Q. What’s the format for The Girl’s Guide to Girl Scouting?
A. The Girl’s Guide to Girl Scouting include badges, handbook sections, awards log, accessory pages, and more. (Daisies earn Petals instead of badges.) Each level has its own Girl’s Guide and is presented in a beautiful standard-size binder.
Q. How do journeys and badges work together?
A. The Girl’s Guide to Girl Scouting works with national leadership journeys to add skill-building to the leadership skills girls learn through the three keys of Discover, Connect, and Take Action. Journeys are the only program resources that cover all 15 outcomes. Badges build specific skills and are primarily aimed at the Discover “Girls develop a strong sense of self” outcome. National leadership journeys and The Girl’s Guide to Girl Scouting make up the program portfolio.
Q. What badge categories are included in The Girl’s Guide to Girl Scouting?
A. National proficiency badge categories within The Girl’s Guide to Girl Scouting includes Legacy, Financial Literacy, Cookie Business, Skill-Building, and Make Your Own badges.
Q. What are the sections in the Girl’s Guide?
A. The three sections are: Handbook, Badges, and My Girl Scouts. More specifically, the Girl’s Guide includes the grade-level handbook; requirements for Legacy, Financial Literacy, and Cookie Business badges, and Make Your Own badges; information about earning Bridging and Bronze, Silver, and Gold awards (for Juniors through Ambassadors); and accessory pages such as scrapbooking pages.
Q. What can be added in?
A. Skill-Building Badge Activity sets can be added. A set includes the requirements for badges tied to each of the three journeys. The first three sets will include requirements for five badges. All physical badges are purchased separately and individually.
Q. What is the difference between Service and Take Action projects?
A. When girls pursue service projects, they are addressing an immediate short-term need in the community. When girls pursue Take Action projects, they take time to identify and understand the root cause of the issue they are addressing. For example, as service projects, girls might organize a book or clothing drive, paint walls to cover up graffiti, or hold a one-time march or fair to highlight a community problem. Although these projects address a need in the community, they do so for only a short period of time.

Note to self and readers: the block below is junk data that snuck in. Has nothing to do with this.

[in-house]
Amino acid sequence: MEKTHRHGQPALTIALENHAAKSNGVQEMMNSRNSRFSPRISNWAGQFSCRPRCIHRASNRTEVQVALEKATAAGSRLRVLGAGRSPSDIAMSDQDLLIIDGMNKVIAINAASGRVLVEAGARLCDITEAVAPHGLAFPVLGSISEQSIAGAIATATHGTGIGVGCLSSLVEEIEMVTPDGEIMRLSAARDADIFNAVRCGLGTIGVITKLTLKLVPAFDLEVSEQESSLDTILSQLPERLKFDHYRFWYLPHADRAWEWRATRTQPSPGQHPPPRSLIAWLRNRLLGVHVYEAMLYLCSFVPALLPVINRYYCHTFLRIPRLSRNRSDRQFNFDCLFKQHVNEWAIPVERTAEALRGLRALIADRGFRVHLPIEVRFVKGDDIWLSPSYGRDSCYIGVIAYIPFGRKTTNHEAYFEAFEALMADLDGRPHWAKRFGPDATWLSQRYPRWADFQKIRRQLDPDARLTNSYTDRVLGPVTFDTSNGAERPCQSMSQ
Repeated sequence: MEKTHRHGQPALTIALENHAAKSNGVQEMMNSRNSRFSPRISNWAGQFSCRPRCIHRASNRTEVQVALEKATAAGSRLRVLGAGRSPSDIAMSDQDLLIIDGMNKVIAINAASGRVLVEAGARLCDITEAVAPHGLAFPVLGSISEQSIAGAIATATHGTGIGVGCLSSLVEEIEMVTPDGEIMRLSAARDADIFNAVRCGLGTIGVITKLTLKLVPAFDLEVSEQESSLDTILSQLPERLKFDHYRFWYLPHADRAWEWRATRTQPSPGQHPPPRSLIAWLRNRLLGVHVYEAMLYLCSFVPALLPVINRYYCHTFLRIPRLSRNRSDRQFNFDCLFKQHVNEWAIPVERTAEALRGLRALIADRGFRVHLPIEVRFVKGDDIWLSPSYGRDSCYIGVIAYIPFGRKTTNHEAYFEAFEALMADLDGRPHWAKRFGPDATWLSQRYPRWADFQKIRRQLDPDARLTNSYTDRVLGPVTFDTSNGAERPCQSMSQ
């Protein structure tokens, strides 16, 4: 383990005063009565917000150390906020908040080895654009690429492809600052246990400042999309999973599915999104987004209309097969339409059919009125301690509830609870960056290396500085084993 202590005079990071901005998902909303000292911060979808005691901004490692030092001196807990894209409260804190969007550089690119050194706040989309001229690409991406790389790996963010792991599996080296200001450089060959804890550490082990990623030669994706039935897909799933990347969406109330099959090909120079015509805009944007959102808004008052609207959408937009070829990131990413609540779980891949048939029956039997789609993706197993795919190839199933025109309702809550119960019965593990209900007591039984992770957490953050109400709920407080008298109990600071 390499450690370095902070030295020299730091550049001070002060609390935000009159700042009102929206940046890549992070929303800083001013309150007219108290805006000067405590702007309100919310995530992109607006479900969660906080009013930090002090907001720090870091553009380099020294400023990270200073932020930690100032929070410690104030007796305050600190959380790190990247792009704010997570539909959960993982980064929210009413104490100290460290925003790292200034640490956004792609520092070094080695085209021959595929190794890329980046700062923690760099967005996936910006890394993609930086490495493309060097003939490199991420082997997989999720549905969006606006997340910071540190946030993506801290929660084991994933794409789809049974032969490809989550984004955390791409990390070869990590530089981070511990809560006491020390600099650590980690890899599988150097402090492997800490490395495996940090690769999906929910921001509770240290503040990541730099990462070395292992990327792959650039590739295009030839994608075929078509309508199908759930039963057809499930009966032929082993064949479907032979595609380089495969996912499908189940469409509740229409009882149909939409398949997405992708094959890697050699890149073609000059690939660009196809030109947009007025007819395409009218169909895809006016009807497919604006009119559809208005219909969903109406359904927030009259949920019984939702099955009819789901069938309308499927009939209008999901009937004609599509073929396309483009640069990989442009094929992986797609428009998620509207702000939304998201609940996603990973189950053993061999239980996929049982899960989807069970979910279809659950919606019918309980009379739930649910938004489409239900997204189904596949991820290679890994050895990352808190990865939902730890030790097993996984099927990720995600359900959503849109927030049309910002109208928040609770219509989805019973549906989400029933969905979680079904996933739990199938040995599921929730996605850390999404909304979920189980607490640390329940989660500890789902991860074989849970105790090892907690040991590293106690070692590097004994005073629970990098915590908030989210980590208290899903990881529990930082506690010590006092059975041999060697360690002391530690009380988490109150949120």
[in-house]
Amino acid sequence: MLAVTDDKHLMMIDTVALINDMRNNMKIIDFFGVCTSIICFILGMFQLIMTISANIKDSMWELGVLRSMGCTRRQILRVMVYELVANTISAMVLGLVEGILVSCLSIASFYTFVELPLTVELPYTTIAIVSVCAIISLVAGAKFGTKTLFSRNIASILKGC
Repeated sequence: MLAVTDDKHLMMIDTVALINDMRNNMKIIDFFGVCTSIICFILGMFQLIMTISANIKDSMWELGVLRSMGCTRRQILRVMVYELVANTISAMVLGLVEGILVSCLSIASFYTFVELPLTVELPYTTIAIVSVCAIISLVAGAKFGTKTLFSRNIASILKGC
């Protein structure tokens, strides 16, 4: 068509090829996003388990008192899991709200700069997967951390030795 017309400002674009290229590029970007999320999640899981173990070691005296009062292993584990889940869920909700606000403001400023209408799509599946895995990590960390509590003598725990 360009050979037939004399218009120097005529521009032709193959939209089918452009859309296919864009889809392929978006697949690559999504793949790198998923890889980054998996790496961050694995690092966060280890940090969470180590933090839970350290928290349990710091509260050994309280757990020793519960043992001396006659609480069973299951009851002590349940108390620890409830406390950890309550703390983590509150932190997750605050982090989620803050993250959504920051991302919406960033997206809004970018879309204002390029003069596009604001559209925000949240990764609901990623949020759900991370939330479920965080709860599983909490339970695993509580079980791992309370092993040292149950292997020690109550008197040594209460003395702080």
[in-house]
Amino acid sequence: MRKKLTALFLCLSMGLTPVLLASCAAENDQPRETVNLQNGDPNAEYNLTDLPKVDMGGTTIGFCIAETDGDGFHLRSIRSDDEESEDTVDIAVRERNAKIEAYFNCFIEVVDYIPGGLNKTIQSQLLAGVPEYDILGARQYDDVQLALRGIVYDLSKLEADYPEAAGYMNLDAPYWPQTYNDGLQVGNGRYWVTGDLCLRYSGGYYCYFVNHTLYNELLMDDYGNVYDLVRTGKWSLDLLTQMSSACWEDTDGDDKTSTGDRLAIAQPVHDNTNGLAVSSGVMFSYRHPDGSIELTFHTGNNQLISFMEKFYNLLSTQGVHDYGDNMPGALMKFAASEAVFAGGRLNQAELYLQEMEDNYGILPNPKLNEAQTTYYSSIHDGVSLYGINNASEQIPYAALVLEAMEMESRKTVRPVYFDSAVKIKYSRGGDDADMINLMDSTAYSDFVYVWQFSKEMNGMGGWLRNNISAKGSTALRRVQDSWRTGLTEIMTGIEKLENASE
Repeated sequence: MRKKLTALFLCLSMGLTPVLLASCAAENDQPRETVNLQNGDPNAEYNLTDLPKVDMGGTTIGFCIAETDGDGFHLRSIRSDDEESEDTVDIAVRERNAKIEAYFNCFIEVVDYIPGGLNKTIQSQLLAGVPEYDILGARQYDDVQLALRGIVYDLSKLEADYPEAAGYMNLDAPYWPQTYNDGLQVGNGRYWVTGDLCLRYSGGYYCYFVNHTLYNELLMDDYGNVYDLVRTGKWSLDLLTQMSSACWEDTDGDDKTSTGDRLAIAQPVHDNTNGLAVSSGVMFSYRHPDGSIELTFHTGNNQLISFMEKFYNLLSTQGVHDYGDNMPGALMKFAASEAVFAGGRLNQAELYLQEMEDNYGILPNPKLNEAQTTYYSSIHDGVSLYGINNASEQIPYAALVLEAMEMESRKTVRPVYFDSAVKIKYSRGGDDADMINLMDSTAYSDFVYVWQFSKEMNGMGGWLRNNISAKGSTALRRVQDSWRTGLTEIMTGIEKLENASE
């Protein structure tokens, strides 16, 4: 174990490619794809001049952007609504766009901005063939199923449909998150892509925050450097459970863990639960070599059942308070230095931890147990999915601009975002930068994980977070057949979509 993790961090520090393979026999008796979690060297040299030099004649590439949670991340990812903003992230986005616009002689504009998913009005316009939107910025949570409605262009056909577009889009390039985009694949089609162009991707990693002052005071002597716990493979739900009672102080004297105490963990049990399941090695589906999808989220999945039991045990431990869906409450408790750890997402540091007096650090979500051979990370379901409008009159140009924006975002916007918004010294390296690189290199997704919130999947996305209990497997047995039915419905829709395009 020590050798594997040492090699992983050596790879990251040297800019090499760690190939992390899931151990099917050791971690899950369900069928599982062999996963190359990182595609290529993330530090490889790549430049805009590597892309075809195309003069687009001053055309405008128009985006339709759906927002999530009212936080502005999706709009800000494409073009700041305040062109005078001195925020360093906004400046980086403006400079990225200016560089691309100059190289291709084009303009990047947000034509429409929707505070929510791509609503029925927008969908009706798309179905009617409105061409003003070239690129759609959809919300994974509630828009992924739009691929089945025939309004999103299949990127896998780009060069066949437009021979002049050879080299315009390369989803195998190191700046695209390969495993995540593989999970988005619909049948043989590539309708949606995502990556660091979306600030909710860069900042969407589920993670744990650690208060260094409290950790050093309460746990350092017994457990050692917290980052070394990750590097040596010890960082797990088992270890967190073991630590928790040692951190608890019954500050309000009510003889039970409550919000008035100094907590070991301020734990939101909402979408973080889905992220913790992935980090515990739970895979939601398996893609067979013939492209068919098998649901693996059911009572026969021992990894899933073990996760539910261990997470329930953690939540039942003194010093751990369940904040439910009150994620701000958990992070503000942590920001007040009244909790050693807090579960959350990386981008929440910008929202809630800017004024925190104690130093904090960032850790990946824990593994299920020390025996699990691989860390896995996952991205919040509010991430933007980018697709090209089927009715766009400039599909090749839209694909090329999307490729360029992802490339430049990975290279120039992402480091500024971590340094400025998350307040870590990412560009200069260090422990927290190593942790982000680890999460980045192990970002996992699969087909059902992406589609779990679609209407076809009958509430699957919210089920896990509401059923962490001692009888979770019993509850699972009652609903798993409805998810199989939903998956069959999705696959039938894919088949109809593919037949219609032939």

A Take Action project picks up from where a short-term project leaves off. For example, girls organizing the book or clothing drive could start a Take Action project by creating a clothes closet for the community. The girls who painted the walls to cover up graffiti can create a club that travels around the city painting beautiful murals on buildings that have been defaced. And the girls who held the march or fair could expand the event to include community artisans and make it an annual gathering.
An easy way to remember the difference between short-term service projects and Take Action projects rests on whether the project is being done for the community or with the community. If a girl is doing something for the community, most likely she is working on a short-term service project. If she is doing something with the community, she is working on a Take Action project.
Q. Why is GSUSA eliminating the XYZ badge? It was a popular badge girls loved.
A. In developing The Girl’s Guide to Girl Scouting, GSUSA carefully reviewed all Try-Its, badges, Interest Projects, and other awards. Many had not been revised in more than a decade and were obsolete or outdated. With the launch of the Girl’s Guide, requirements for the revised badges—developed specifically for each grade level—will reflect the most current information on a range of topics. Also, badges are housed in a binder format so new badges and updates can be added easily. Lastly, content is written with a multi-disciplinary approach, meaning that specific interests, such as geology and architecture, can be woven into badge and journey activities and experiences.